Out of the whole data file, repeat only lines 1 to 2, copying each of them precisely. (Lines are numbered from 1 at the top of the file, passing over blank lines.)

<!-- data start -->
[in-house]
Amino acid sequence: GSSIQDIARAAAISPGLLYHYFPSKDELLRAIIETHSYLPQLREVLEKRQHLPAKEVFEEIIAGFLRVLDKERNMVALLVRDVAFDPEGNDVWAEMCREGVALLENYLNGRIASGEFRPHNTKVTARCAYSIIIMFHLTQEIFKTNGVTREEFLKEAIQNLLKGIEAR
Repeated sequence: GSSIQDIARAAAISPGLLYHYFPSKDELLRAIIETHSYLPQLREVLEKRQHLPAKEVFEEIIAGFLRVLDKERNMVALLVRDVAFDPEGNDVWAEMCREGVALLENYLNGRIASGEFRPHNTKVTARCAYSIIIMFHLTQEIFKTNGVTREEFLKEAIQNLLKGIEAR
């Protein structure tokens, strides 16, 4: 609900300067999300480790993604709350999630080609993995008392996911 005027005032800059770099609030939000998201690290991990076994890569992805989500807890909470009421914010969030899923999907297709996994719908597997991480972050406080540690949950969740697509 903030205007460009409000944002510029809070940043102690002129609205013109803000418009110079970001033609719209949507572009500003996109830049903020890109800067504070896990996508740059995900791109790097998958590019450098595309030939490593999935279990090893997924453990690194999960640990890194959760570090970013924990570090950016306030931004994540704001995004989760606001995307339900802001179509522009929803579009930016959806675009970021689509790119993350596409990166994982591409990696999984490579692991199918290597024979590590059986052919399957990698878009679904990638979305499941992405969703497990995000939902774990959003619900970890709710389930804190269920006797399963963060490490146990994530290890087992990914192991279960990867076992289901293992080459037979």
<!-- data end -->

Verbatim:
[in-house]
Amino acid sequence: GSSIQDIARAAAISPGLLYHYFPSKDELLRAIIETHSYLPQLREVLEKRQHLPAKEVFEEIIAGFLRVLDKERNMVALLVRDVAFDPEGNDVWAEMCREGVALLENYLNGRIASGEFRPHNTKVTARCAYSIIIMFHLTQEIFKTNGVTREEFLKEAIQNLLKGIEAR